Newsletter Archives

  • My encounter with Verizon


    Will Fastie

    By Will Fastie

    I had two support encounters of note in the past 60 days, but the one with Verizon is worth noting.

    Second by second, it seems the systems we use are getting more complex.  That’s natural evolution and, for the most part, to be embraced.

    But the complexity of our systems in conjunction with the Internet to which we all connect also continues to rise. Even those who consider themselves experts will need help.

    Here are my two support stories.

    Read the full story in our Plus Newsletter (20.11.0, 2023-03-13).

  • (USA Centric) Want a discount on your Internet?

    Heard this on the drive home on the radio.

    or call 877-384-2575

    They just announced the Affordable Connectivity Program (ACP), which provides eligible households $30 per month off their internet bills. If you qualify you will receive a discount.  If you are unsure, reach out to your Internet Service Provider and look for their ACP program.  While this is for low income families, seniors on fixed incomes may also qualify as well.

    You may want to check out this list as well.

    We have another problem in the Central California area – that of decent speed for those that are in the more rural or farming areas. Unwired Broadband is one of the few companies in this area that specialize in rural customer.  There has been many a time that I’ve tried to remote into a computer of someone on rural internet and it feels like dial up.

    So what’s your speed and what’s your costs?


  • Edge update triggers “specific startup page” bug

    Over on Born’s Tech and Windows World  –  hopefully this is a temporary bug and not an intended feature – but if you set specific tabs to open in Edge after the recent update the settings are ignored. Appears you can set it with group policy (ugh) and it works if Bing is your search engine (ugh again).

    I’m still a Pollyanna and willing to believe this is a bug not an intended “feature”.

    edit – and yes it was a bug. Now fixed.

  • Edge does a “pretty paste”

    So in a recent update of Edge it now does what I call a “pretty paste”.  Rather than putting in the raw url, it “copies a URL from the address bar and paste it, Edge will put the URL in an HREF with the title making it look pretty and nice when sharing.”

    Go into settings, then to share, copy and paste and you can edit it to the way you want if you have applications that don’t like that setting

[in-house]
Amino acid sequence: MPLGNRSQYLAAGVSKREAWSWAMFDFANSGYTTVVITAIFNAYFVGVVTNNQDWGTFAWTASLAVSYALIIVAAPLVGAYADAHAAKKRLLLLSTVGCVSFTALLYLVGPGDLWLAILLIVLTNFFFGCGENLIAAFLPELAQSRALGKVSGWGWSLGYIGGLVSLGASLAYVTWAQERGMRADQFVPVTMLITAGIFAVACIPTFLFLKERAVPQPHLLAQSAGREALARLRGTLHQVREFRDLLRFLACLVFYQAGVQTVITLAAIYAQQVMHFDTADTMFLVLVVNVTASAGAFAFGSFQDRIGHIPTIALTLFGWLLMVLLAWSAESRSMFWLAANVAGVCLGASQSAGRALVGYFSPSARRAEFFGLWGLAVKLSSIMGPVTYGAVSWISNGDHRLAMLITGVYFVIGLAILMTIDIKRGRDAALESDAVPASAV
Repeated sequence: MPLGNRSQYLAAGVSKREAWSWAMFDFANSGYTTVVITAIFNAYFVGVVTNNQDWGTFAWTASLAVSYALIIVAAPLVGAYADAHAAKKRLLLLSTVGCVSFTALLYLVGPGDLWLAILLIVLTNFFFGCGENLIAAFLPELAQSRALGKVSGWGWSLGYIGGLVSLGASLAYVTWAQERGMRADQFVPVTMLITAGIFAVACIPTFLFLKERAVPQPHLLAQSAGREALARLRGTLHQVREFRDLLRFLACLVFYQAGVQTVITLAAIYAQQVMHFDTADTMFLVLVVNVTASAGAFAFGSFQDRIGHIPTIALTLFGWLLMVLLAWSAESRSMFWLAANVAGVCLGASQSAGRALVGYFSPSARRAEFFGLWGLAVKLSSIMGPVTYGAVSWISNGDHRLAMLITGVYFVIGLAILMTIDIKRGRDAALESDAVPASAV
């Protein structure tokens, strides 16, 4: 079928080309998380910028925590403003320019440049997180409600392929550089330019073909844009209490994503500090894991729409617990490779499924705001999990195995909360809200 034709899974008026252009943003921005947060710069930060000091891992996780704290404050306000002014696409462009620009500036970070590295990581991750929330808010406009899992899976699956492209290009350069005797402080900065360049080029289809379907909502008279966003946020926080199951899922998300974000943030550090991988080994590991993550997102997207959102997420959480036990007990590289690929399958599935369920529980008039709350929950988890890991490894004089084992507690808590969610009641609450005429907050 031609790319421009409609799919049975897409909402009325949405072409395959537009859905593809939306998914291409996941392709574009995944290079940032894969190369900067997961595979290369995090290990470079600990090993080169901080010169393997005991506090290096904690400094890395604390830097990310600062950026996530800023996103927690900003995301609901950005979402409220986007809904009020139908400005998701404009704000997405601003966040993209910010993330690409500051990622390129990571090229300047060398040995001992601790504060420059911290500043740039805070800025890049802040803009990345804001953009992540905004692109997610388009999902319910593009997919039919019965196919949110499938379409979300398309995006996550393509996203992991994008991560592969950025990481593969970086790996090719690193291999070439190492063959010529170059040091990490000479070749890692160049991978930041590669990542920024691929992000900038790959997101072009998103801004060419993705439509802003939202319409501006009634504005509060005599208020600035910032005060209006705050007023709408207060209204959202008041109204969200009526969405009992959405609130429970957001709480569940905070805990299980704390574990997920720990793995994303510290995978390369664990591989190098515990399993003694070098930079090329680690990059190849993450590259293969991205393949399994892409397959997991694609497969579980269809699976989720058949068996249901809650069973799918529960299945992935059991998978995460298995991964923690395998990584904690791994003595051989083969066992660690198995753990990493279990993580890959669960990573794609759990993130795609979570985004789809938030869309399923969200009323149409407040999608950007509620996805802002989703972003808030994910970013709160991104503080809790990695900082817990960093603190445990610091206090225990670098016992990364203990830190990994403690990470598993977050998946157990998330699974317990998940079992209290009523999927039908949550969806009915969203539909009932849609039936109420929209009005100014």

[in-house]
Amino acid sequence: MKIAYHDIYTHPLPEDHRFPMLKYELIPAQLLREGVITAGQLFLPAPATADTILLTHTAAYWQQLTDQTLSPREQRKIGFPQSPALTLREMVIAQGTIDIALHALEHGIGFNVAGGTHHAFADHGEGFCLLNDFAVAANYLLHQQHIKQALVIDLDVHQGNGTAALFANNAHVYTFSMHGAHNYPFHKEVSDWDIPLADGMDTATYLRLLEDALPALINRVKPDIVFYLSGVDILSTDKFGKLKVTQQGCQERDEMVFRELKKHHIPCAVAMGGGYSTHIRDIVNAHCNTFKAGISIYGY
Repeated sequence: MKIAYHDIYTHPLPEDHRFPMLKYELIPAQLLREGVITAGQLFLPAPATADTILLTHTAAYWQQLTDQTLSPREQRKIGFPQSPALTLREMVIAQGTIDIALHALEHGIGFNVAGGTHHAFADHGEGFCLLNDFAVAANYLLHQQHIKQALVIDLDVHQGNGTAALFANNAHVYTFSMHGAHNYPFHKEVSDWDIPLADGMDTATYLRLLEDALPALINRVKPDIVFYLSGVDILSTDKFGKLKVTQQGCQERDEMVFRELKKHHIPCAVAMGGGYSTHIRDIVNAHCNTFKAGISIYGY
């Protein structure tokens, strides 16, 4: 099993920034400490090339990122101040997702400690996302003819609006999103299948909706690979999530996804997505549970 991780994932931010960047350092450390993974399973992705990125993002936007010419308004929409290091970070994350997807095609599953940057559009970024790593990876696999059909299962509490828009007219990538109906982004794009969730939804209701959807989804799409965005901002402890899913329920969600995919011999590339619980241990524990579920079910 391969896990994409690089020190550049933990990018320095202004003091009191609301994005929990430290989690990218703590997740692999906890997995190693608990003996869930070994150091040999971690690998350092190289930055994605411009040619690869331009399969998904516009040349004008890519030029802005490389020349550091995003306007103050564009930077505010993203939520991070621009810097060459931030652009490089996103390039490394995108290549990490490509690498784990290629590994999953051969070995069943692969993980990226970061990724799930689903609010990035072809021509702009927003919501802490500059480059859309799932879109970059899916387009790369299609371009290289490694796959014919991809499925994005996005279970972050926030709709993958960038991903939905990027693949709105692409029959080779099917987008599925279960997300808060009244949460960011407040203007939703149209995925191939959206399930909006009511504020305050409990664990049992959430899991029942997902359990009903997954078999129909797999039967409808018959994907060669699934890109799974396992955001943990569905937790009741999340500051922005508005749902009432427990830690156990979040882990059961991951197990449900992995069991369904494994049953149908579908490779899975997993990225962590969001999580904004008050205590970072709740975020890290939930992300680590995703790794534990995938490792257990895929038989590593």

• Patch Lady – uh best to be on guard while surfing

    So I was reading a news story from a web site on my iphone and this popped up.  Others have reported it as well.

    In the past it’s been reported that it’s a fail of a google-doubleclick advertisement, but I have enough Reynolds wrap on my head to be on the safe side and to close the browser app on my phone.  I have seen javascript files in banner ads on Windows machines trying to load up malicious payloads.  Therefore I’ll err on the side of caution and close the app.

    Let’s be careful out there and remember you can always shut down a device, close a browser, and back yourself out and not click open or download

  • Patch Lady – want to know what is in those URLs?

    Came across this in my forensic reading the other day.

    Unfurl takes a URL and expands (“unfurls”) it into a directed graph, extracting every bit of information from the URL and exposing the obscured. It does this by breaking up a URL up into components, extracting as much information as it can from each piece, and presenting it all visually. This “show your work” approach (along with embedded references and documentation) makes the analysis transparent to the user and helps them learn about (and discover) semantic and syntactical URL structures.

    If you’ve ever seen a URL and seen all that tracking stuff on the back end, this parses all that info out and lets you see how all of these browsers and vendors can track us.  Next time you have a link with unusual info on the back side, stick it in there and see what it says it’s parsed out from the link.

  • Getting the perfect domain name


    Getting the perfect domain name

    Will Fastie

    By Will Fastie

    Visit a registrar, buy a domain name, and you’re done, right?

    Not quite. Those are the last steps.

    Before getting to that point, it’s important to understand what you are buying, whom you should buy it from, why domain-name registrars are important, what you need from a registrar, and — most important — what your brand will be. Your domain name will be with you for (hopefully) a long time, and giving the decision the time and thought it deserves can pay dividends into the future.

    Read the full story in AskWoody Plus Newsletter 17.26.0 (2020-07-06).